For example, a business and financial publisher will be getting information from analysts and exchanges, each with their own and probably an XML-based representation of the same things (e.g. companies, board members and financial instruments). With the use of Ontotext's solution and semantic disambiguation, data about the same concept can be federated regardless if it is referred to by its NASDAQ ticker symbol, its legal name or even nickname (e.g. IBM is also known as Big Blue).
Automating knowledge management and reducing content silos. Organizations that are large enough to support divisions will inevitably have content silos and a lack of communication across those divisions. Just as this approach simplifies exchange of content between organizations, a large publisher can benefit from facilitating the exchange/use/monetization of internally created content. It is inevitable that a publisher will have content hidden in databases, stored using a markup language only used locally as well as geographical, cultural and managerial divisions. All of these make it hard for one part of an organization to utilize or repurpose content created somewhere else in the organization.
For example, an Australian subsidiary of a large publisher of educational textbooks has produced materials that also satisfy the learning outcomes of its US subsidiary for a given subject. Without a semantic representation of those concepts and how they relate to learning outcomes, it will be impossible without considerable manual effort to judge the Australian material to be appropriate for the American market. With Ontotext's semantic knowledge base and text analysis, it is possible enable faceted searches for the concepts important to the organization or tools that highlight relevant content regardless of formatting or source.
One example of Ontotext technology providing a solution to the business needs described above is the work with the BBC.
Four years ago, the BBC used Ontotext technology to deliver a new approach to publish and manage their content. An approach described as revolutionary by their Chief Architect, John O'Donovan who has recently been appointed as CTO of the Financial Times. Initially, Ontotext technology was used to deliver dynamic content for their World Cup site, which already had more index pages than the rest of the BBC Sports website. Since that initial success, different divisions of the organization have adopted this approach for their own content.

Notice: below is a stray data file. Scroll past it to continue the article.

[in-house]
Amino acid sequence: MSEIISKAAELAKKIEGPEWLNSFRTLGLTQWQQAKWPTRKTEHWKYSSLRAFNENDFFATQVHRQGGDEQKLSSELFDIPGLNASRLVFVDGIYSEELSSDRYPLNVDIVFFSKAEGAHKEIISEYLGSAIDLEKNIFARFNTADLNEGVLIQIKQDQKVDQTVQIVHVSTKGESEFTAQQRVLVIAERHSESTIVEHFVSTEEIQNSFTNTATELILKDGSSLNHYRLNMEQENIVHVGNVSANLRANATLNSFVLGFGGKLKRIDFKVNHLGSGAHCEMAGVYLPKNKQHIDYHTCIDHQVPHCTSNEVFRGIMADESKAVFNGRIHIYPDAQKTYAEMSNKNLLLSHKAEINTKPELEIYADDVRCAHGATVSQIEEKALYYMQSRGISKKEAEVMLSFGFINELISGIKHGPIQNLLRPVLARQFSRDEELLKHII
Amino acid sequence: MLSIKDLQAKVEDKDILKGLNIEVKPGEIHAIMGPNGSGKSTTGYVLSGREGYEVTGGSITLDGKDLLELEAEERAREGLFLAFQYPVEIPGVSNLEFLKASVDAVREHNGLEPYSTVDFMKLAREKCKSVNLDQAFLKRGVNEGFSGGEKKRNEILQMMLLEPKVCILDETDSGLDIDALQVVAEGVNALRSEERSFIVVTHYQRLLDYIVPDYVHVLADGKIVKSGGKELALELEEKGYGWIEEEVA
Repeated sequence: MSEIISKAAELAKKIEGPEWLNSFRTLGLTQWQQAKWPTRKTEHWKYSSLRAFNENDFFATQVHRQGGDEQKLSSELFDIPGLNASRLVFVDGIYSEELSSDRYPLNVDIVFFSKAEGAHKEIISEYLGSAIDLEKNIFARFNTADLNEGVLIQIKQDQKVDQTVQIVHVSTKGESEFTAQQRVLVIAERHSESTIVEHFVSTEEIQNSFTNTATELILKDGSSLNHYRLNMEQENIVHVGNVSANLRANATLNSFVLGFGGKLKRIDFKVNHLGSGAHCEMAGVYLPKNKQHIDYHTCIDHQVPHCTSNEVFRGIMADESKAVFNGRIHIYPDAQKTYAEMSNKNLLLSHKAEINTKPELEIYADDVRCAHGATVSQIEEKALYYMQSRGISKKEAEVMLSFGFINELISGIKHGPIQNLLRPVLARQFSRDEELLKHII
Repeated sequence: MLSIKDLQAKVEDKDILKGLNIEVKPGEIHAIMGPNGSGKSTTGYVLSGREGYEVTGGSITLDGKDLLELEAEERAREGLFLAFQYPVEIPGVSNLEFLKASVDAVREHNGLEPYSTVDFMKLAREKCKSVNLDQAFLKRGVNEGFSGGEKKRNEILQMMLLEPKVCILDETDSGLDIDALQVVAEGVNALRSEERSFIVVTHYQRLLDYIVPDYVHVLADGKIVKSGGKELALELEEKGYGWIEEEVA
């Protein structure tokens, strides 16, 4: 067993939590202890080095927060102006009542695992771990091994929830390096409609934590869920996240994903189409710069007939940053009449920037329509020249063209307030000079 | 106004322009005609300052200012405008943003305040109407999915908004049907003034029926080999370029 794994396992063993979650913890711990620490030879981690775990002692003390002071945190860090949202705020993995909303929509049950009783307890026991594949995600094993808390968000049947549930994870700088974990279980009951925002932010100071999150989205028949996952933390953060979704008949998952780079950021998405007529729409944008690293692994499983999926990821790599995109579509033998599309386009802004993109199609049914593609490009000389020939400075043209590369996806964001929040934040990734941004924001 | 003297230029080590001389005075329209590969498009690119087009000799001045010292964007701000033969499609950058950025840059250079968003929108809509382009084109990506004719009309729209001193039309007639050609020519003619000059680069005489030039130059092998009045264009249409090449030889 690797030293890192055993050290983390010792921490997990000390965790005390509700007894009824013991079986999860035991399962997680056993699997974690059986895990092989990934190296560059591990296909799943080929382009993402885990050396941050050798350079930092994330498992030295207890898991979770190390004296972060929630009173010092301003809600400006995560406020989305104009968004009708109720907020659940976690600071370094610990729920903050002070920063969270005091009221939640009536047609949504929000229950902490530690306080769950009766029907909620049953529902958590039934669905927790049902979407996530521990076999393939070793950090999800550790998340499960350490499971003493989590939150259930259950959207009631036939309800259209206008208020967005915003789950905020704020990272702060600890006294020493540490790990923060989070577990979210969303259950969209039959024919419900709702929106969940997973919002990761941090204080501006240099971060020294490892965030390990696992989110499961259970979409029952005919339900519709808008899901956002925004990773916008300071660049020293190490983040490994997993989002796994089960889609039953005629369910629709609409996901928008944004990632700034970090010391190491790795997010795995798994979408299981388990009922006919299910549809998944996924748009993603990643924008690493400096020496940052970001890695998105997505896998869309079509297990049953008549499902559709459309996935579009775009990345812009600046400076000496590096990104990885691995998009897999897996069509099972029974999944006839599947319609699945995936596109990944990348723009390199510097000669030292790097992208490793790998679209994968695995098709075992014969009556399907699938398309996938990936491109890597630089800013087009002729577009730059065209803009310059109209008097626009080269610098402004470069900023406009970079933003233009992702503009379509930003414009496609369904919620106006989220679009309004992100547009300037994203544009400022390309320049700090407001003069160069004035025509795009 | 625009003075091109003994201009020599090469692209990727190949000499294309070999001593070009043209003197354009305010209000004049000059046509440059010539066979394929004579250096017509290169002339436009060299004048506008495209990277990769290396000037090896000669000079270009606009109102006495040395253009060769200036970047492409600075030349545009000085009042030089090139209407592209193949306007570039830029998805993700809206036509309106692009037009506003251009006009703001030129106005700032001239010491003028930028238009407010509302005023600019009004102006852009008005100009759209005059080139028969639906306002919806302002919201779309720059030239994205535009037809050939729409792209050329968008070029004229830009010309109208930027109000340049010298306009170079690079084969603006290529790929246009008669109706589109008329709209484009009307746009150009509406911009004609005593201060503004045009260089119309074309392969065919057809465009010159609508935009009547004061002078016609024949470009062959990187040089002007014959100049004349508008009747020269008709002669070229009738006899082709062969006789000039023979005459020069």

This has culminated with the development of the BBC's Linked Data Platform in January 2013. The BBC's Linked Data Platform, which has Ontotext technology at its core, is the next generation for dynamic semantic content. The BBC as an organization has the strategic vision to integrate content and products across the entire BBC. This is not a trivial feat for an organization of £5 billion in revenue and 23,000 employees, but the BBC has recognized the significant strategic in being able to deliver products and content in an intelligent and at a finer grain of detail than currently possible. Rather than being limited to one division or genre of content such as sport, TV programs or music, Ontotext technology has enabled the organization to create products, reuse content across divisions and enhance the visibility of BBC content through better SEO while reducing production costs. The innovation of the LDP and the use of Ontotext's software is the move from an organization thinking they publish pages to the understanding that they publish content about things in the world such as people, places and events. This innovation is not to be underestimated in a world where for 500 years content appeared solely in the form of physically published printed pages.
The BBC is one example of the many clients that Ontotext has helped push semantics, sometimes described as Web 3.0, to the tipping point of adoption. Many technological forecasters such as Gartner have reported that that tipping point has been reached. It is a testament to Ontotext's foresight, ingenuity and engineering rigor that a relatively small Bulgarian software company has had such a huge impact on the global Internet.
The role of technology
Ontotext's Semantic Database OWLIM. Databases have been around in one form or another since 1960's. The technology behind relational databases has gone through countless iterations of refinement, improvements and optimization. It is only relatively recently that performance limitations have pushed organizations to look for alternatives such as the use of semantics.